Ice road trucking: opening of the icy Canadian highways
We visited Fiddler's Lake, Canada, to witness the opening of the Great White North ice road network
Canada is known as the Great White North. And with good reason. Out on Fiddler’s Lake in the Northwest Territories it is -20 degrees Celsius. With the wind it feels like -30. As far as the eye can see is snow and ice.
“This isn’t cold,” grins lake owner Blair Weatherby who, like other locals, drops the word minus. “Try 40!”
Blair is a second-generation ice road trucker, the most hardcore breed of truck drivers on the planet. Each winter they take 18-wheelers, carrying up to 100 tons of supplies, on the temporary roads carved out of frozen lakes and sub-Arctic tundra.
“Ice roads are the only way to get supplies to mines and communities,” he explains as we stand on 17 inches of newly-frozen ice. “Mines and communities are surrounded by lakes and permafrost so roads are hugely expensive. Ice roads are their lifeline each year.”
Seventeen inches is enough to support the 1,800kg Volkswagen Tiguans we’ve brought with us. Auto Express has come to Yellowknife in the Northwest Territories for the opening of 2018’s ice road network to understand how these ice roads that support the small communities work, and to take part in a special photo shoot. In a world first, a diver will photograph and film the Tiguans from under the carpet of frozen crystals.
The original plan was to join the NWT Highways team as it opened the Dettah ice road four miles across Great Slave Lake (the world’s ninth biggest freshwater lake) to a nearby indigenous community. But warm weather held things up, so we’ve opted to build our own on Fiddler’s, where the ice has thickened enough to drive on. Just.
“The fact that we can see right through the ice, we know it’s good, strong, clear ice – it’s not cloudy, re-frozen snow – so it is strong enough for something like a Tiguan,” explains ice safety expert Adam Woogh. “There’s some formulas to calculate theoretical strength based on thickness. If the ice thickness doubles, the strength will quadruple. So we know that if we have, say, 15 inches of ice that’s not just three times as strong as five inches – it’ll be nine times as strong.”
Adam might be confident about the ice strength, but the local news has been full of stories of people and machinery falling through the ice, so unpredictable has it been this winter. We meet one miner who plummeted into the frigid water of Great Slave Lake when the ice gave way. “One second I was walking along, the next I was in the water. The shock was terrible,” he says. “But luckily I could pull myself out.”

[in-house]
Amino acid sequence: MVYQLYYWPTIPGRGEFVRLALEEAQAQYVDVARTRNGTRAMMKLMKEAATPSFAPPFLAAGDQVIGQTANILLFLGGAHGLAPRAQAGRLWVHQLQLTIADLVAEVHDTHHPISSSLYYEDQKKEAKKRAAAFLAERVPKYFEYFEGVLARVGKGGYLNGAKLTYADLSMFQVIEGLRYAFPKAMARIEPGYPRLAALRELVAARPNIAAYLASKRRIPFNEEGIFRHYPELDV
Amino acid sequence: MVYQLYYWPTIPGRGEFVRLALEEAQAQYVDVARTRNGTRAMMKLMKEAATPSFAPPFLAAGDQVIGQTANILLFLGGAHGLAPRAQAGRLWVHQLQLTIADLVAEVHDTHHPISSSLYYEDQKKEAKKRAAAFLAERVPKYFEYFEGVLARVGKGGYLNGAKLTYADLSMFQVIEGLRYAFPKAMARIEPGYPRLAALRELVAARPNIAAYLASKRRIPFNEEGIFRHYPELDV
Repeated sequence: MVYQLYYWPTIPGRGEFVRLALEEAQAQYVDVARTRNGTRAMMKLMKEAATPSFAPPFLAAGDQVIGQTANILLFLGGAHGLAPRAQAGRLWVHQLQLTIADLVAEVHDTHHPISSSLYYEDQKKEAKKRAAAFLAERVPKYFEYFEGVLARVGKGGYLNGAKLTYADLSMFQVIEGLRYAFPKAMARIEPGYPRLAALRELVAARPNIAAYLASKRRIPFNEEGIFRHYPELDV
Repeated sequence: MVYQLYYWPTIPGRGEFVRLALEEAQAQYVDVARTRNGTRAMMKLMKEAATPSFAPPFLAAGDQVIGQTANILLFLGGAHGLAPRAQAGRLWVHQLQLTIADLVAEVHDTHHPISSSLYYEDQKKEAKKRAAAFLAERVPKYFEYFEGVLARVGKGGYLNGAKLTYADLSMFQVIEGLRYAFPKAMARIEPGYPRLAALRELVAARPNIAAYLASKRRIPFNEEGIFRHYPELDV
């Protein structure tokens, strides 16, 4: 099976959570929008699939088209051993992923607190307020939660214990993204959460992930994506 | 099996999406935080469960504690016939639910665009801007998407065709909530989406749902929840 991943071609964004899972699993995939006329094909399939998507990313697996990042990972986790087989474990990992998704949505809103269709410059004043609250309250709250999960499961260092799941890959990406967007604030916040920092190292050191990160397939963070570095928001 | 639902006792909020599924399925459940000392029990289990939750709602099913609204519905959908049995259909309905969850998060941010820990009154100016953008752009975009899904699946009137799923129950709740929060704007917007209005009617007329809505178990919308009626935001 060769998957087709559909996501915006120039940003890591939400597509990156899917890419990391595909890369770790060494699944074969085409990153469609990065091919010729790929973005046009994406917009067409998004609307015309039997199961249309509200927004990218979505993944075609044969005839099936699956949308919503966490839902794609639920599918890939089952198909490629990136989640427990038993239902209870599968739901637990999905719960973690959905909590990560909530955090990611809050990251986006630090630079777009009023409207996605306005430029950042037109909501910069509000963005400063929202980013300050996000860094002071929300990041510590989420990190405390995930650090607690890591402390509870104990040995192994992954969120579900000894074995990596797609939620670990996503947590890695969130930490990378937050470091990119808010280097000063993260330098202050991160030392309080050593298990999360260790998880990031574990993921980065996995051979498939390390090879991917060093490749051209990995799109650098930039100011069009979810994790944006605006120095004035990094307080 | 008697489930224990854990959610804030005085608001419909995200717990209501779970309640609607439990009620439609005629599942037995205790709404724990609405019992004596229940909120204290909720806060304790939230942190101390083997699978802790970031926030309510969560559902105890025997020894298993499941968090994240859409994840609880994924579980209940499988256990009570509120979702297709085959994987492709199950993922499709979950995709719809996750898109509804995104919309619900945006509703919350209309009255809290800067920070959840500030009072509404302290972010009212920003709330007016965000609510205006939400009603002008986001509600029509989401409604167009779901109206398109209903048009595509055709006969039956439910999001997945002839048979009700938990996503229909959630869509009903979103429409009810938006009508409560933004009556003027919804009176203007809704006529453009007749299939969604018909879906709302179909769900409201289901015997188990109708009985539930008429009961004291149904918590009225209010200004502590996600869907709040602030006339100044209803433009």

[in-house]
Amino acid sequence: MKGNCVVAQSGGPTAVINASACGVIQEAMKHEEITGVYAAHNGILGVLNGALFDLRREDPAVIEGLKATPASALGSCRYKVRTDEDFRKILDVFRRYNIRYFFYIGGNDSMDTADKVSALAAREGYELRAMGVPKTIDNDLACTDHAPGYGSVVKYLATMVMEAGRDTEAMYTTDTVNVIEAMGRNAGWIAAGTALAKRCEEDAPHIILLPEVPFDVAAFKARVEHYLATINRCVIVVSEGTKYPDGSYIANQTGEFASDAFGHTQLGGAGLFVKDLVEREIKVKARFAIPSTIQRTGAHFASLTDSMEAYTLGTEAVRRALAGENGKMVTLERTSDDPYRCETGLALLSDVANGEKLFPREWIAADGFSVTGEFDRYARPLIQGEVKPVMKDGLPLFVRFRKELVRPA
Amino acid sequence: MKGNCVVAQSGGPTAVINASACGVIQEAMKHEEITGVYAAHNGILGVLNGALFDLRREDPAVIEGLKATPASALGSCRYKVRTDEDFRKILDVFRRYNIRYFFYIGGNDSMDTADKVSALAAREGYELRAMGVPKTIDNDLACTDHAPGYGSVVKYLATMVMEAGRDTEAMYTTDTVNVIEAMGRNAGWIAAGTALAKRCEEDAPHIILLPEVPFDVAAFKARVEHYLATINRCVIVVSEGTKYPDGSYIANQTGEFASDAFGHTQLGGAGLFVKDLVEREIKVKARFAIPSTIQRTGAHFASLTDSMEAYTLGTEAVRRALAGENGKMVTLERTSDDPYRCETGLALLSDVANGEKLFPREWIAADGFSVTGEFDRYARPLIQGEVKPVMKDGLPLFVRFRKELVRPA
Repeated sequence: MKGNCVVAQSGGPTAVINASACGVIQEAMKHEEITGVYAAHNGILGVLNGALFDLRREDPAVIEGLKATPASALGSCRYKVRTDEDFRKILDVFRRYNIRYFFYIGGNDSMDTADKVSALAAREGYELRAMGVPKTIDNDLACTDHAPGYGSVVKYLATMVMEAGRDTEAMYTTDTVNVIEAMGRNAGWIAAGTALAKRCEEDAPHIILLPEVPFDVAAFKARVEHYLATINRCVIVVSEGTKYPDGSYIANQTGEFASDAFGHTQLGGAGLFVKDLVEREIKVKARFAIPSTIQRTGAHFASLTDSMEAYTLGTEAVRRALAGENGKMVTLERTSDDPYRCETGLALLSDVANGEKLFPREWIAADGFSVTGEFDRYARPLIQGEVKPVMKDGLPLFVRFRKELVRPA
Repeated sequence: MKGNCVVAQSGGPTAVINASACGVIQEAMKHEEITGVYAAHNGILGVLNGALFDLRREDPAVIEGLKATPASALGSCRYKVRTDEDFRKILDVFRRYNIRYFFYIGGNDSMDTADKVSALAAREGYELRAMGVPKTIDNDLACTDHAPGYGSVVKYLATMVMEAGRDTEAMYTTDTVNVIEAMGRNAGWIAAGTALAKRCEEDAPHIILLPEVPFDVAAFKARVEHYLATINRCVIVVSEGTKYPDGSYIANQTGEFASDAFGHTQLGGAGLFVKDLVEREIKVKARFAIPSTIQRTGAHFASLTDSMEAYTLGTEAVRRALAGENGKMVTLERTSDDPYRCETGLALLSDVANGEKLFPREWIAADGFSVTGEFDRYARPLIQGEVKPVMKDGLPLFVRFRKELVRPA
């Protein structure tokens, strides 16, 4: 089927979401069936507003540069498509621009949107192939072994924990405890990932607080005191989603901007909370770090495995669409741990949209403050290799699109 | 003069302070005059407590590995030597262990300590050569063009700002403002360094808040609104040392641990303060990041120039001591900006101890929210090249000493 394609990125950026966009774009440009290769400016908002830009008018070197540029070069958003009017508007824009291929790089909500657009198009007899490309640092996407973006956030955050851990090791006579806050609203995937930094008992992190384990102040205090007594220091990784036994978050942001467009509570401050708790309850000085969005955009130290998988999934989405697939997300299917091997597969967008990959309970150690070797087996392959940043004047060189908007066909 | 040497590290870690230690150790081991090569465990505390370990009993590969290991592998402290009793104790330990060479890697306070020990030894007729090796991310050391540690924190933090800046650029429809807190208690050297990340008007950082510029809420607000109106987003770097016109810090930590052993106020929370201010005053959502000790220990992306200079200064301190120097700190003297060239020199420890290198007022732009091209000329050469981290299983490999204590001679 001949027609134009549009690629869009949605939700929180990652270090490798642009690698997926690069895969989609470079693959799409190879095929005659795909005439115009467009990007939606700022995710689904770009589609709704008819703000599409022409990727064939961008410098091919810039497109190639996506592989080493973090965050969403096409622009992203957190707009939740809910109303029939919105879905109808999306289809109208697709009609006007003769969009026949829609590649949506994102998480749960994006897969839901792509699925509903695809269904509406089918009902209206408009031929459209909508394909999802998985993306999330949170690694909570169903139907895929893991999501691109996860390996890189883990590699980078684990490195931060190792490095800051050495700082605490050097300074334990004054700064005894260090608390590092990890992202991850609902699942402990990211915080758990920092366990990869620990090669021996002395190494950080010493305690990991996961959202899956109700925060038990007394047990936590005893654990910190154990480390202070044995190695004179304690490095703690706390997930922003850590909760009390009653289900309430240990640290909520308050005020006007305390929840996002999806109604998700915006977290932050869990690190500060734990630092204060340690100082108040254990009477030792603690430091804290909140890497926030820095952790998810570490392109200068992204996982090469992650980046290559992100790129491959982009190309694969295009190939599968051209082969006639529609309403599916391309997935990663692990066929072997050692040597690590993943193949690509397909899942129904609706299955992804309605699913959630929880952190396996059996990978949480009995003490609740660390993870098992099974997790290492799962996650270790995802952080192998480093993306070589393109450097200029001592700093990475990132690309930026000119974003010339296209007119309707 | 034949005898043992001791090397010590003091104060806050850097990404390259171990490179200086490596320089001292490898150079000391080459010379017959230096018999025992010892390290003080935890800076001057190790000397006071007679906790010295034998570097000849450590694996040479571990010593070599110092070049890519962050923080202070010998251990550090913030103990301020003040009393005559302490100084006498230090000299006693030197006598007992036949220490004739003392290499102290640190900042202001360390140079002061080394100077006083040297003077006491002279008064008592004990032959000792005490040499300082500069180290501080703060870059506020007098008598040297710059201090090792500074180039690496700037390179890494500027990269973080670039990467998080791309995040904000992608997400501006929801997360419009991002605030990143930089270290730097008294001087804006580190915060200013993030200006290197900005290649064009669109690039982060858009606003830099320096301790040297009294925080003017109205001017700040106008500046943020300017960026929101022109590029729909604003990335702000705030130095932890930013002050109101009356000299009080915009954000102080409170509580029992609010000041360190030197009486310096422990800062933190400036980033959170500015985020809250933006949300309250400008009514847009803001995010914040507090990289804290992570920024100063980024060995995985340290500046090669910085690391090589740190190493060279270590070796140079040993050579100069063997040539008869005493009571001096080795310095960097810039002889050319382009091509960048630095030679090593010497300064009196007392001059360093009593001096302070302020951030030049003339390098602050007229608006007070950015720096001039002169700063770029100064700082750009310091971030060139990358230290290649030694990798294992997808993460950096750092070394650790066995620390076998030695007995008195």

To prepare the main ice roads, local highways chief Garry Snyder has the latest technology at his disposal, including tracked six-wheel amphibious Argocats which drag ground-penetrating radar behind them to show the ice and water depth. He is the one who tells us Dettah is not ready for the Tiguans.
Blair relies on proven, more analogue than digital, data. For a week or two before we arrive he’s drilled holes to measure Fiddler’s Lake’s ice thickness. Once it’s 12 inches (30cm) thick, he sent out a snowmobile to break down the snow blanketing, and insulating, the ice. That sped up the freeze. Next was a side-by-side quad with a snowplough attached, scraping away the snow to reveal bare ice. Our road surface.
Another three to four inches has formed as we arrive. Good enough to put a pick-up and snowplough on the ice to finesse the frozen road and prepare it for the final trick up the sleeve of an ice road maker: flooding the surface with a petrol-powered pump sucking lake water through a hole in the ice. The result; 17 inches of ice.
“Ice is only a bridge. If there’s no water under it, it won’t hold you up,” says Blair as we walk the new road. “The water’s what’s holding you up. And ice is a bridge holding you out of the water. All your pressure’s on that water, actually. We’re walking on water.”
Driving a car on ice for the first time is unnerving. Especially ice barely a foot and a half thick. It is like driving on one of those trackways over a festival field. It’s solid, but not quite. For a start the ice pops and cracks as the tyres roll over it. That’s good, apparently. A sign of strength, Adam and Blair reassure us.
As the road has been finessed, diver Bill Coltart has been cutting a 1.5-metre triangular aperture in the ice – his man hole into the lake. On a section of the road he’s been pouring warm water on to the surface to clean the ice and create a window to film through.
“I’m sure no one has ever shot a car from under the ice,” he says, bobbing in the sub-Arctic water, kept alive only by a heated dive suit. He is connected to us with a lifeline. “Right now, I can see why.”
With that, Bill dives and swims to the polished ice window. There he is, only a foot or so beneath us, clear as day and ready for the Tiguan to drive over him and snap the first picture of a car driving on top of the ice. We’ve never seen any roads where you can do that.
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